A good friend of mine, Pastor Dan Braga sent along to me Andrew Sullivan’s article entitled, “I Used to be A Human Being.”  Sullivan writes,  “The Judeo-Christian tradition recognized a critical distinction — and tension — between noise and silence, between getting through the day and getting a grip on one’s whole life. The Sabbath — the Jewish institution co-opted by Christianity — was a collective imposition of relative silence, a moment of calm to reflect on our lives under the light of eternity. It helped define much of Western public life once a week for centuries — only to dissipate, with scarcely a passing regret, into the commercial cacophony of the past couple of decades. It reflected a now-battered belief that a sustained spiritual life is simply unfeasible for most mortals without these refuges from noise and work to buffer us and remind us who we really are. But just as modern street lighting has slowly blotted the stars from the visible skies, so too have cars and planes and factories and flickering digital screens combined to rob us of a silence that was previously regarded as integral to the health of the human imagination.”

The journey into the practice of silence and solitude or some form of sabbath rest is battered and assaulted at every turn.  I recall my mother lamenting one Sunday morning back around 1960 the elimination of Sunday blue laws in New York that prohibited grocery stores from opening on Sunday. Her words were simple, “We don’t need that.”  She was affirming the reality now erased from our general community consciousness that Sunday was for rest.  Sullivan, in his article particularly charges the arrival of our smart phones only a decade ago as the new and devastating intruder on our space where silence could once live.  

What captured my attention regarding Sullivan’s thoughts was his insight regarding the relationship between silence- sabbath- and imagination.  “But just as modern street lighting has slowly blotted the stars from the visible skies, so too have cars and planes and factories and flickering digital screens combined to rob us of a silence that was previously regarded as integral to the health of the human imagination.” Silence, certainly when practiced faithfully leads to self-integration.  We move past our fragmented and fringed living to an experience where our soul becomes more solid and whole.  We move from the circumference of our being to the center of our soul through silence.  Without silence we live scattered and superficial. We become dulled by a narrowness of noise that over time  deadens the soul.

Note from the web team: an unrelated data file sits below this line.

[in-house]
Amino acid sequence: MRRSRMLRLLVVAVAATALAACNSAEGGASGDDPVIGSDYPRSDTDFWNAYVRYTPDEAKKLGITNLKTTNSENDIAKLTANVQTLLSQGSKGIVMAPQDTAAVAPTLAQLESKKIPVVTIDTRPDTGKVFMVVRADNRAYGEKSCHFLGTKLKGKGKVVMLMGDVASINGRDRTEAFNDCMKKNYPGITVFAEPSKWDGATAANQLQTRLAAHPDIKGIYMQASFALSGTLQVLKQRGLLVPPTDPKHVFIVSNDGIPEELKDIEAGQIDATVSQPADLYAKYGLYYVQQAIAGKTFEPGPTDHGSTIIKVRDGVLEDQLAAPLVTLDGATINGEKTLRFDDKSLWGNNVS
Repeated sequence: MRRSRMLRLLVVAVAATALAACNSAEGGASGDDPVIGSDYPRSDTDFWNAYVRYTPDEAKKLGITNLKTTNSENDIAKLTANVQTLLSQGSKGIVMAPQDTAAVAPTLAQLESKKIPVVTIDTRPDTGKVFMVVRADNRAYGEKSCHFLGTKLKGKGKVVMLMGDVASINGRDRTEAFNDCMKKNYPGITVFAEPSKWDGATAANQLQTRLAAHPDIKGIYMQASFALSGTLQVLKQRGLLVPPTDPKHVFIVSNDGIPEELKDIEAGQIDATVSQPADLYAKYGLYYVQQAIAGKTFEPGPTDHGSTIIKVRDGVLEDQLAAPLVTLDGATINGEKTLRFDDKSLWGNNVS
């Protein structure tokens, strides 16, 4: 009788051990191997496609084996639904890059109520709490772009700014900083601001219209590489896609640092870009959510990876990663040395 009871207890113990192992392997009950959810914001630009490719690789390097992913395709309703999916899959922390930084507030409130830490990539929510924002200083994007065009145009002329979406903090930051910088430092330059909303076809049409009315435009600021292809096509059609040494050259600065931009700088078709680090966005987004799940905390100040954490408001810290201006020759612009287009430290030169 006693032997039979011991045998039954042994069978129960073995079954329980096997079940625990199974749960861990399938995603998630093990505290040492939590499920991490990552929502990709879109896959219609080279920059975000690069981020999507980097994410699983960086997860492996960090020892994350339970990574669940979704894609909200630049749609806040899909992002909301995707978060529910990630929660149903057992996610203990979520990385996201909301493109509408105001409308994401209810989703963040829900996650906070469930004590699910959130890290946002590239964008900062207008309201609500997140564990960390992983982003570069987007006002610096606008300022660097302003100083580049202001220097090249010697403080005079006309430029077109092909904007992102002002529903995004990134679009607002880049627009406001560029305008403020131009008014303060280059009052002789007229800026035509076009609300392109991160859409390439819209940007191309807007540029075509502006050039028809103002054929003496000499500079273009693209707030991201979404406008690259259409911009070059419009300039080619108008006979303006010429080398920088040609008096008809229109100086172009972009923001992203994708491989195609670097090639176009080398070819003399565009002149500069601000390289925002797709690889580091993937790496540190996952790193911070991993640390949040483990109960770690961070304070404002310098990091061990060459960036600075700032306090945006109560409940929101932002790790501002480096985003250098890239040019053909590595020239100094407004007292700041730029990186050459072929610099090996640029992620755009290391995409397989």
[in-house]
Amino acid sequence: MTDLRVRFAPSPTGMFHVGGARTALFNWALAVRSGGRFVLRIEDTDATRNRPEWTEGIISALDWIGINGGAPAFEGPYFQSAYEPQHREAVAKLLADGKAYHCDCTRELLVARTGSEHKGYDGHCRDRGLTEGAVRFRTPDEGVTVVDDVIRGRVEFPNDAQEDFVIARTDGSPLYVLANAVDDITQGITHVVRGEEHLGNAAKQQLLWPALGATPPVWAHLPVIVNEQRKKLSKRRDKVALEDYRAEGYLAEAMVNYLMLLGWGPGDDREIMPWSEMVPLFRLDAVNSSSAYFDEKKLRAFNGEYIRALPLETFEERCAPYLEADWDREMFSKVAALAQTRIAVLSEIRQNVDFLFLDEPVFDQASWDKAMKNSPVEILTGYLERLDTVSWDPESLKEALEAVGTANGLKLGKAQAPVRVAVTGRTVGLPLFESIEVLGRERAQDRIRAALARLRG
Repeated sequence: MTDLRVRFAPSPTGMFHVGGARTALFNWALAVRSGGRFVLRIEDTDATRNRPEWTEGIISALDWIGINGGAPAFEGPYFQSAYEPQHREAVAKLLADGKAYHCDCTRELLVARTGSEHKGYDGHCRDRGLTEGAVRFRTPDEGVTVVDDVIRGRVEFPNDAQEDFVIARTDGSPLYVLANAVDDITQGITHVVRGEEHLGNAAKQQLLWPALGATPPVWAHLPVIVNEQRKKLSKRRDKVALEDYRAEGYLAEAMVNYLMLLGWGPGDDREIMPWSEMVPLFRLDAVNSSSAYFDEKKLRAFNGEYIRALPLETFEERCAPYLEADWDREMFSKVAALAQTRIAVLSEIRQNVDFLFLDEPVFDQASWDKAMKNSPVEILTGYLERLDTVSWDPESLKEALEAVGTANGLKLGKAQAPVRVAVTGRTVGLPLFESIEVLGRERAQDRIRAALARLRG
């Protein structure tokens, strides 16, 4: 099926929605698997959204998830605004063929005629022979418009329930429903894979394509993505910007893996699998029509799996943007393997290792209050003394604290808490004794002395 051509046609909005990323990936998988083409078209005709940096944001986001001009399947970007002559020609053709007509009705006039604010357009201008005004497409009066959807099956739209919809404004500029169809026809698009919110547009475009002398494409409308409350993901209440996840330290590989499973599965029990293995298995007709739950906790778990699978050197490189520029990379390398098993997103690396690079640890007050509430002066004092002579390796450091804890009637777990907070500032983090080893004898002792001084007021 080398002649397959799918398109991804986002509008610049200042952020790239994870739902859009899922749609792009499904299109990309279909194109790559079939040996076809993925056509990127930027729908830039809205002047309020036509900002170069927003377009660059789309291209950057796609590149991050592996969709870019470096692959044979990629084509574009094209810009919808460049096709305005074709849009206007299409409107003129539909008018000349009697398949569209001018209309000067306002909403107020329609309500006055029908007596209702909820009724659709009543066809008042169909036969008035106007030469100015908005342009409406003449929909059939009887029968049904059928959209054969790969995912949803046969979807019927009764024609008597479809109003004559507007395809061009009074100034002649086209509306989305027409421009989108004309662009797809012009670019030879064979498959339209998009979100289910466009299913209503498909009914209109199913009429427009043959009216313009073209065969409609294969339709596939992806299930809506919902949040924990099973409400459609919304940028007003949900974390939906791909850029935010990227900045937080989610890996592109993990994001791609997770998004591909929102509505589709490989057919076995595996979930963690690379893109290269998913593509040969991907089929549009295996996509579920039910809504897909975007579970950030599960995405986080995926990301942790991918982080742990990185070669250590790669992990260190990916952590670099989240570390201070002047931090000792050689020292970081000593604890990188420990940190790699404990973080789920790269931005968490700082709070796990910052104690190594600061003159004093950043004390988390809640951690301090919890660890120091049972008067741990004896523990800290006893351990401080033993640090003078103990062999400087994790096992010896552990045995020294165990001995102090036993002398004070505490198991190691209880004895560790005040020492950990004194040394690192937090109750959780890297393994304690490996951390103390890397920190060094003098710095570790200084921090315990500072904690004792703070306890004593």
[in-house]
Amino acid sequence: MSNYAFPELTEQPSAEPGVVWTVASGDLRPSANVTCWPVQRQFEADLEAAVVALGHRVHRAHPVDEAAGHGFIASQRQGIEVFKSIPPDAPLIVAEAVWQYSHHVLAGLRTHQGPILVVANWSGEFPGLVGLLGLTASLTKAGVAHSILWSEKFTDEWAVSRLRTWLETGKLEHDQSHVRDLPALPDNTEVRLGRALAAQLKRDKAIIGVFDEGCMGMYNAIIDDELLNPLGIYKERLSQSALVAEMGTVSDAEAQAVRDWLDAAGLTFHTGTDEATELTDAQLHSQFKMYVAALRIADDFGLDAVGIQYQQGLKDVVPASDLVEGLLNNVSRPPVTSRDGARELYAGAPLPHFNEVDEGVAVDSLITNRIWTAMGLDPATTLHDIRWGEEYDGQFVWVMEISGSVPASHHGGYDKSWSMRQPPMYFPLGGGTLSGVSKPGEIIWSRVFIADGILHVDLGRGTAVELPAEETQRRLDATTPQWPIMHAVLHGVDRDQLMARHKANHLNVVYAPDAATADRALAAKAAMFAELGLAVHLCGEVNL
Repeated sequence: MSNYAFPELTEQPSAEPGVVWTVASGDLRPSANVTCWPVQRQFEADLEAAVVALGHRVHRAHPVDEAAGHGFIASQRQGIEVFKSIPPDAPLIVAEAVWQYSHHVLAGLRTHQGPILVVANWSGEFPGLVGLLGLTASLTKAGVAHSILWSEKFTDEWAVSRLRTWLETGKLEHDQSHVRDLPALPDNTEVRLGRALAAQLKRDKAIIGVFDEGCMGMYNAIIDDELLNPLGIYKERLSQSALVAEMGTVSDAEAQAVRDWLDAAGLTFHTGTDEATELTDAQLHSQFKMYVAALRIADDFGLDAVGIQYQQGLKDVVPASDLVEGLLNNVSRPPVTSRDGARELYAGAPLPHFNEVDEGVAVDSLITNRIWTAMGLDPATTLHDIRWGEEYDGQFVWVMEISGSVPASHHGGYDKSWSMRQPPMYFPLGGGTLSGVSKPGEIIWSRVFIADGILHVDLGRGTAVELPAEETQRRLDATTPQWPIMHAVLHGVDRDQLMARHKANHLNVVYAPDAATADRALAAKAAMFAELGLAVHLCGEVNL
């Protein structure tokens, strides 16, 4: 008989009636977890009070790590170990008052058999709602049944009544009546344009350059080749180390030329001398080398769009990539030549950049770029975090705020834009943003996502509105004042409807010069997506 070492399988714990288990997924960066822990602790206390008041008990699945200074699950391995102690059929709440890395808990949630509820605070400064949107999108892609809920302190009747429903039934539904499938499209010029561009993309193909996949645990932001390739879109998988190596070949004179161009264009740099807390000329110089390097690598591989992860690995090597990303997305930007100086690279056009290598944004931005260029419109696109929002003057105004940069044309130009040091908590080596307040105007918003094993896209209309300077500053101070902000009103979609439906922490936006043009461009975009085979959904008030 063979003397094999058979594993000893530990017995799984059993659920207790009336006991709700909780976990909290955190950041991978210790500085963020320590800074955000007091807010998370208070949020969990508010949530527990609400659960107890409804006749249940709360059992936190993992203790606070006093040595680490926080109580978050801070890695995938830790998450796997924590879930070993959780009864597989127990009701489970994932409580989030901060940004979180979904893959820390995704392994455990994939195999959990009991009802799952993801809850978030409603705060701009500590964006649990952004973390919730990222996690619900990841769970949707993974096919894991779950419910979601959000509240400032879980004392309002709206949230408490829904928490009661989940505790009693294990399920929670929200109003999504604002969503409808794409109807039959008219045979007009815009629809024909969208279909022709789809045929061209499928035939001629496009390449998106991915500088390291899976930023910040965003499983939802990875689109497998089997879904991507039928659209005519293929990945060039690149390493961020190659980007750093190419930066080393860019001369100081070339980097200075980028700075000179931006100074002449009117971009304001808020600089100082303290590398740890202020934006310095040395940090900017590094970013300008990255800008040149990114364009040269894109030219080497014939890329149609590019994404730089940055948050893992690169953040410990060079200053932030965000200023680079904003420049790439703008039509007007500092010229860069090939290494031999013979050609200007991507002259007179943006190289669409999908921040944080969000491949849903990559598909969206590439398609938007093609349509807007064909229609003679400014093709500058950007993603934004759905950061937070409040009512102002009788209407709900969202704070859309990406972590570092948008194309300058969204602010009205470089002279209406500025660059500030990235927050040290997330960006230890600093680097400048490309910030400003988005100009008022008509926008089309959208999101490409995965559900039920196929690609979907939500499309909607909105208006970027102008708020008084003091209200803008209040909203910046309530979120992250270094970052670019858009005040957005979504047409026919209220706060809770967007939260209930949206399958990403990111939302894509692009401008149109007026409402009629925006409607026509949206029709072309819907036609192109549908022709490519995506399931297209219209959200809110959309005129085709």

Silence before God, which forms the solid soul becomes the pathway to a healthy imagination.  The soul that has space to breathe, to hear, to see, to smell and to touch finds life’s simple realities pointing beyond themselves in their beauty and goodness to God’s presence.  

I am fortunate to live near woods where my screened in porch, my favorite room in our home, allows the singing birds to enter my times of silence. This past summer and now fall season is filled with blue-jays crying out in their unique song. Each time I hear them I remember as a young boy their crying voice among the pine trees of our church camp where our family would spend time in the Adirondack Mountains each Memorial Day weekend. The blue jay’s voice now leads to more. A pathway to memories. A daily reminder of God’s presence over the decades instilling faith that reaches back generations in our family. Memories of ordinary and faithful parents who worked, and gave and loved and worshipped, come along with the jay’s cry. In silence emerges a sense of being that is grounded and anchored traversing along the ordinary to God’s presence here and now. The soul is deepened and then . . .expands. Imagination begins to flourish in the wide open spaces of silence where faith experiences the Trinitarian God who lives and moves and has his being in the blue jay’s cry and beyond in the quiet and calm of the silence. A sacramental consciousness is awakened and nourished. Imagination grows in God and about God.

Sullivan suggests a simple discipline that once a week we find a 24 hour period to put our phones away along with our other electronic gadgets and allow space for the silence.  Not a bad idea if we wish to imagine more.